Wednesday, March 07, 2007

Long prison sentences won't reduce drunk driving

Talk about grandstanding bills that help no one: Check out HB 1212 by freshman Rep. Paula Pierson, which passed out of the House Criminal Jurisprudence Committee last night. The bill makes it a first degree felony (5-99 years) when a drunk driver accidentally kills a police officer or firefighter.

News accounts focused on tearful testimony from officers' widows, but doesn't everyone whose family member is killed by a drunk driver grieve equally? Wouldn't any widow have reacted the same way? How does that justify increasing the penalty for intoxication manslaughter to a first degree felony? Is the drunk driver really any more culpable because of the dead person's occupation?

Rep. Terri Hodge rightly pointed out the hypocrisy of enacting such long sentences when the state has de-funded drug and alcohol treatment programs. Reported the Star-Telegram:
"If our Texas toughness was the answer to this, how and why is our prison population increasing so much?" she said, calling for greater emphasis on treatment programs. "We must quit taking the easy way out by locking people up for longer periods of time."

Pierson countered that the measure might make someone think twice before drinking and driving. [Fort Worth police chief Ralph] Mendoza agreed.

"It's not like we are going to fill the prisons up," he said. "But this can prevent someone from making the decision of drinking too much and getting behind the wheel."

Hogwash! This won't prevent one, single person from "drinking too much and getting behind the wheel." It's ridiculous to even say so! It's hard to believe a law enforcement professional could do so with a straight face.

As a probation official said to the House Corrections Committee last week, the only thing you get when you lock up a drunk with no treatment is a thirsty drunk when they get out. There's no evidence at all that long prison sentences reduce drunk driving in aggregate, and plenty of evidence that treatment programs help when the Lege funds them. There have also been promising developments in technocorrections which can thwart repeat DUI offenders. If the Lege wants to reduce drunk driving, those are the areas it needs to address.

If you think a police officer's life is more important than every other citizen and want to exact maximum vengeance, which is all this bill accomplishes, fine ... say so. But to claim boosting sentences in these rare cases will reduce drunk driving is a politically motivated lie, plain and simple. It will do no such thing.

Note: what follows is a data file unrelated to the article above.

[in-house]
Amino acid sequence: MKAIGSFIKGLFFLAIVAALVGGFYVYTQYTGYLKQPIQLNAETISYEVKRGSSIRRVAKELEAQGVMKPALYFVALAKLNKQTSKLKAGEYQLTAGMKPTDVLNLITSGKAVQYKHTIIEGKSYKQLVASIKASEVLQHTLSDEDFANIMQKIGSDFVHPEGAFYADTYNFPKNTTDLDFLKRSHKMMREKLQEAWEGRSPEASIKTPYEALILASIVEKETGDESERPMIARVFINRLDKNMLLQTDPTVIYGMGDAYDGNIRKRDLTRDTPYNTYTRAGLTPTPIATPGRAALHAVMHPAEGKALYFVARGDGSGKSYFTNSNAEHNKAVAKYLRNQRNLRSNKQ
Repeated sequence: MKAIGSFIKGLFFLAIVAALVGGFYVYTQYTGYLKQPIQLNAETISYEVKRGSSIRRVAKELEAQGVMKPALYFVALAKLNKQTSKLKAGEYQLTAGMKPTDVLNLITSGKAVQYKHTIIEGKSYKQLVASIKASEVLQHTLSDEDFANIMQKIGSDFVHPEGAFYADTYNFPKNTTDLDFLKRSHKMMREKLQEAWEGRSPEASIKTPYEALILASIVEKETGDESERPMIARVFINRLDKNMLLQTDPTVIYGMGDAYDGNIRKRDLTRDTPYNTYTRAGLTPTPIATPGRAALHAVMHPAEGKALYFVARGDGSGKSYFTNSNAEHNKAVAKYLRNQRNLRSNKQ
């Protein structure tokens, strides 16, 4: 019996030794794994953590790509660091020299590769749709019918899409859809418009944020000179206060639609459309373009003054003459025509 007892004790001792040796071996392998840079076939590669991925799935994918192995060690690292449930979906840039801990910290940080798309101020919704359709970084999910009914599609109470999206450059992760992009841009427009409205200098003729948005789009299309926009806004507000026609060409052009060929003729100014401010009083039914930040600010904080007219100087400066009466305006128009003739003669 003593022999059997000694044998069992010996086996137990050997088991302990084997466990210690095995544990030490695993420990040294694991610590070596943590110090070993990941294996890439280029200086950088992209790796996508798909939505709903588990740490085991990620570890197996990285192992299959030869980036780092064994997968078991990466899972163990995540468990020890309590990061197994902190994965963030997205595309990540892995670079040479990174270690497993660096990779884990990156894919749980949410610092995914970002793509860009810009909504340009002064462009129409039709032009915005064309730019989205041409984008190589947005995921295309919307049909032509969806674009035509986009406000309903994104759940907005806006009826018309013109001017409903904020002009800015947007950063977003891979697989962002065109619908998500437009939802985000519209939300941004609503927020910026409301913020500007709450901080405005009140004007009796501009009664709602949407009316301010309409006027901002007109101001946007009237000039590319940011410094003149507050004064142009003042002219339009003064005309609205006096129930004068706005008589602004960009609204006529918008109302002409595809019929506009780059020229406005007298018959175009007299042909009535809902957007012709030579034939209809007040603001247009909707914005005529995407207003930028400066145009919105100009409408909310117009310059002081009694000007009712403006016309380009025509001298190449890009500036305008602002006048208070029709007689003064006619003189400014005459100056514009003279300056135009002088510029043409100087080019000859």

UPDATE: Jamie Spencer has more.

6 comments:

Anonymous said...

If society really wants to do something about drunk driving, then the police should set up shop in the parking lot of every bar, giving a sobriety test to everyone who walks out, and a trip to the drunk tank for everyone who is carried out.

This would hurt the bar business, but it would stop most of drunk driving.

We know this will never happen, so society really does not want to stop drunk driver. Instead they pretend to take it seriously, and this kind of legislation is the result of that -- pretending. Yet the pretending has serious consequences for the few who get gobbled up by it.

800 pound gorilla said...

Obviously, there are not enough police to do this - and take care of all the people who do mischief. If an unhackable computer could set up a rotation of "grievous" offenses to concentrate police on and start these types of measures then we might get some people to think twice. But as long as our criminal justice system is geared to punishing the marginalized this ain't gonna happen.

Hastonorwood@aol.com said...

I agree Scott. My jury tagged a ten-time loser with 90 years on perjured testimony (my opinion) and intentional efforts by the prosecutors to inflame the jury. He'd been unable to receive treatment, been kicked out of the pen without the in-house theraputic treatment program, and never had an accident. We will pay for him, unless justice prevails through a pending motion for new trial or through the appellate process, until he is 137, and by God, I hope he can hold out that long so the public gets the point.

I've often wondered why the auto manufacturers cannot install ignition interlock devices (as a precursor to better technology) in order to try to reduce the death toll their vehicles cause in the wrong hands, when they know there are thousands of alcoholics out there. I'm not advocating for such a device, they don't work well enough and, of course, they can be manipulated, such as using someone else to blow, but technology could be found if we truly wanted to eliminate drunk driving from the books. But that begs the question, does anyone in the criminal justice system truly want to eliminate crime when it means loss of their employment? I'd gladly quit practicing criminal defense if we could eliminate crime.

Anonymous said...

Read the labels on mouth wash, Nyquil, and many cough medications sold over the counter. These all contain alcohol. Where is your medical degree? You want to stop someone from going to work because his/her car won't start because of cough syrup? Honestly, what are you thinking, evidently you are not, jus want to get re-elected.

Anonymous said...

Why are they trying so hard to stop drinking and driving when sober drivers kill more people then someone out having a good time. Just look at the % of sober drivers killing others and no arrests are made. Let's get all the men together and start Dads against sober drivers

Anonymous said...

I would much rather drive with a guy drinking a beer than a mother on a cell phone The guy is more careful not to spill his beer.
If it was not safe to drink and drive...why does my car come with cup holders?